Now, back to that canine visitor. Prior to the visit, put all dog toys and treats out of reach. Once you can ascertain that your dog isn’t jealous or aggressive, you can put them back. Next, imagine what is going on in the canine visitor’s mind. She (I am using a female pronoun for the canine visitor, but this applies to both male and female visitors) believes she has been abandoned, into a world where she doesn’t know the rules. She might be stressed or anxious.
Begin by gently teaching her the house rules (treats can be helpful); reward her for going to the bathroom outside, show her the dog cushions, etc. Every time you reward the visitor, reward your dog as well. If you have another dog, put away any of the visitor’s dog toys until the dogs get to know each other. For the next three days, your canine visitor will probably follow you everywhere because you are her only link to her previous life. If you have a dog, give affection, treats, and food to your dog first. This sets the rule. The new dog must learn her secondary position in the pack.
If your canine visitor is an only dog, she is used to being the queen of the castle. She will behave as she has learned to behave in her home, namely, she is the top dog. But not in your home. I use a petting technique to teach visitors their position in the pack. I put my canine visitor in a sit while she watches me pet my dogs first. Then I put my dogs in a sit and pet her, giving her a little extra affection for waiting so patiently. I repeat this until all dogs learn their place in the pack.
Your dog will teach the visitor the rules of the house. But if your dog becomes jealous, you need to pay close attention, especially if you have a bossy (alpha) or older dog.
Dogs typically have a disciplinary progression with other dogs. In the first progression, they turn their head away or move away. If the visitor doesn’t respect your dog’s space, your dog will make a low, soft growl. Each time your dog makes a proper correction, praise him. (A common mistake is to discipline your dog for growling, but in dog language it is a perfectly acceptable and respectful way to communicate.) If the visitor refuses to listen, the next correction is a louder, more menacing growl…this is an acceptable and routine escalation, so do not correct your dog. But, it is getting tense, and you need to act. Move the canine visitor away, put her in a sit, speak gently, give her a single pet, but do not try to comfort her, she is learning.
The next escalation by your dog should be a snap, not a bite. Now you are approaching the danger zone, the next correction is likely to be an attack.
Make eye contact and speak sternly to the offender (your dog or the visitor) then immediately separate the dogs and keep them apart until both dogs relax. (Remember, comforting a dog is actually rewarding it. Be stern and confident but don’t yell, they need to settle themselves down.) Sometimes it is safer to put them in different rooms, but that can sometimes take them longer to settle.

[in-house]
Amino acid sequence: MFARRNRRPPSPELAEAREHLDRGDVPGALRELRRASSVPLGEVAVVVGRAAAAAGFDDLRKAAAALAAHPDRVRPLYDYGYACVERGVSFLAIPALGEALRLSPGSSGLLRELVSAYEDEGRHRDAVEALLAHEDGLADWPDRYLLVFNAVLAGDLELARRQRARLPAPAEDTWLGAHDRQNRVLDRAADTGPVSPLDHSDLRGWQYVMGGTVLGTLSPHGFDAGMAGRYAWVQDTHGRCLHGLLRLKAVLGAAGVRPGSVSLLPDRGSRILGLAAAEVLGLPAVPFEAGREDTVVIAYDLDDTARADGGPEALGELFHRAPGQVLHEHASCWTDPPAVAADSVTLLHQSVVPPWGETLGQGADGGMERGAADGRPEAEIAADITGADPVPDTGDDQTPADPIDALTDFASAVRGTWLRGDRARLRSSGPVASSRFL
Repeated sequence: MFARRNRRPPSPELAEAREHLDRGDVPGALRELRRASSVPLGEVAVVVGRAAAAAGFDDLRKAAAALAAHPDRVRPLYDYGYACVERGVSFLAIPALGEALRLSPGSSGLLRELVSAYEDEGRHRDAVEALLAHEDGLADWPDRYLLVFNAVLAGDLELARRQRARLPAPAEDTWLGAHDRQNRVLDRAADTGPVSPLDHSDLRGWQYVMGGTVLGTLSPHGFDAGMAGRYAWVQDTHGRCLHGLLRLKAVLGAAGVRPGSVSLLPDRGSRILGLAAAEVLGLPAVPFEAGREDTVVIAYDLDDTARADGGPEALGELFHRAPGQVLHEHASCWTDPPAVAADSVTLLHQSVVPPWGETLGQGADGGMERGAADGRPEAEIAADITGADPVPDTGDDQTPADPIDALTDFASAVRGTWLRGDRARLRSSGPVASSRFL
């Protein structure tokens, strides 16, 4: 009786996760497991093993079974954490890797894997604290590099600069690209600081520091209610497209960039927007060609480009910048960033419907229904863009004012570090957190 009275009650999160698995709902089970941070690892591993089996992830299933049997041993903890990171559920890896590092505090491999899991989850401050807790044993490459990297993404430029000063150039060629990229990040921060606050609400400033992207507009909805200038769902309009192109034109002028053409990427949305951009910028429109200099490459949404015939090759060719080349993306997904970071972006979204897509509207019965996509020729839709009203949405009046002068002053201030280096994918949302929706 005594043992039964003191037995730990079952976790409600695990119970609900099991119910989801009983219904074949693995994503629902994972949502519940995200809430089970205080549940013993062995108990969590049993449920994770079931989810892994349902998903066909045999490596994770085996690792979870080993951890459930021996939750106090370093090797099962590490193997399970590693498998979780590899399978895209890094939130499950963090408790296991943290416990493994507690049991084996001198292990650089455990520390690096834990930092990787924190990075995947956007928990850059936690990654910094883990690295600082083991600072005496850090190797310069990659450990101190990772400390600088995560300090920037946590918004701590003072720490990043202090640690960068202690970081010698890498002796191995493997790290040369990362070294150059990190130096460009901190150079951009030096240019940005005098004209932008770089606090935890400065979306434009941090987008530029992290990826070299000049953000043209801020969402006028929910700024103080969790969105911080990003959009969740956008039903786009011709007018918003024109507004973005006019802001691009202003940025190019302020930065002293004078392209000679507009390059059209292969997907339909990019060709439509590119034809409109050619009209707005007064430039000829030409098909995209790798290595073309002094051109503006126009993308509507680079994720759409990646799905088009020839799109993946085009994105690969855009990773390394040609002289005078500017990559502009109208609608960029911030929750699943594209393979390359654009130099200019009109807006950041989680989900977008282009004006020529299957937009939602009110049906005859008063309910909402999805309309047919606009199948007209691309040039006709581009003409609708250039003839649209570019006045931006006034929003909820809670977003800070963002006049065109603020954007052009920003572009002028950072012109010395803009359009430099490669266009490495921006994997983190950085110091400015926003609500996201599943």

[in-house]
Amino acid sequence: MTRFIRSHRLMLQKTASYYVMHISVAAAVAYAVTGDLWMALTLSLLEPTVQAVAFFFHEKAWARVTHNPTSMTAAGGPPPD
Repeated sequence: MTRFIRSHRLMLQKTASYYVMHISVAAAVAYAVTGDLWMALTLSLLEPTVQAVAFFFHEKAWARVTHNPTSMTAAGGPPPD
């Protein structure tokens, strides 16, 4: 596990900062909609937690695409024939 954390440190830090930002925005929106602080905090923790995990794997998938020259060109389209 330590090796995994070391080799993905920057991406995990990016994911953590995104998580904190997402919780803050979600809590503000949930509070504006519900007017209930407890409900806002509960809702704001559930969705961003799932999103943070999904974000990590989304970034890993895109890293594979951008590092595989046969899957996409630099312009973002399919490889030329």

This is the normal correction/escalation process in dog language, if either dog jumps to the “triple dog dare,” act quickly to avoid a fight.
If the visitor becomes aggressive, remove her immediately from the situation. She is trying to set the rules. (There are exceptions, of course, if your dog is a “chill” dog, it may not mind if the visitors runs the show.) Each time the visitor shows aggression, show your displeasure (by gazing into her eyes reproachfully), and remove her until she calms down.
Sometimes the stress of being in a new home can cause visitors to have accidents and your dog to mark (both male and female). This is annoying, but normal, the visitor may feel nervous and either dog may wish to mark their territory.
As for sleeping arrangements, that depends your dog’s current sleeping habits. If you have more than one dog, treat the canine visitor the same as your pack. Putting the visitor in a crate while the others are walking freely can cause the pack to gang up on her.
We have a saying in rescue: three days, three weeks. In three days, the situation will settle and work well. In three weeks, the visitor is completely comfortable in this arrangement. (But don’t worry dog owners, as soon as your dog sees you, she will go bananas, and a joyful homecoming will ensue.)
If you follow these rules, by Day 3, all should be calm. As you can see from this picture, my bossy 15 year old Maltese-mix, Gus, is sharing his space with an adorable, super high energy puppy visitor. It took the full three days, because the sweet, stubborn, little visitor wanted to play and both of my elderly dogs’ preferred to nap.
If both dogs are young, play with the dogs together. Play fetch, run, take brisk walks, all of these will bond the visitor to your pack. Use these games to teach them their status in the pack. (But avoid aggressive games such as tug, this can cause redirected aggression—where one dog transfers his excitement/aggression to the other dog).
These are just a few of the lessons that I have learned. I can assure you right now that there are dog trainers, dog owners, and dog behaviorists right now that are shaking their heads and proclaiming me a moron.
After all, all dog people are crazy.
Angela Rieck, a Caroline County native, received her PhD in Mathematical Psychology from the University of Maryland and worked as a scientist at Bell Labs, and other high-tech companies in New Jersey before retiring as a corporate executive. Angela and her dogs divide their time between St Michaels and Key West Florida. Her daughter lives and works in New York City.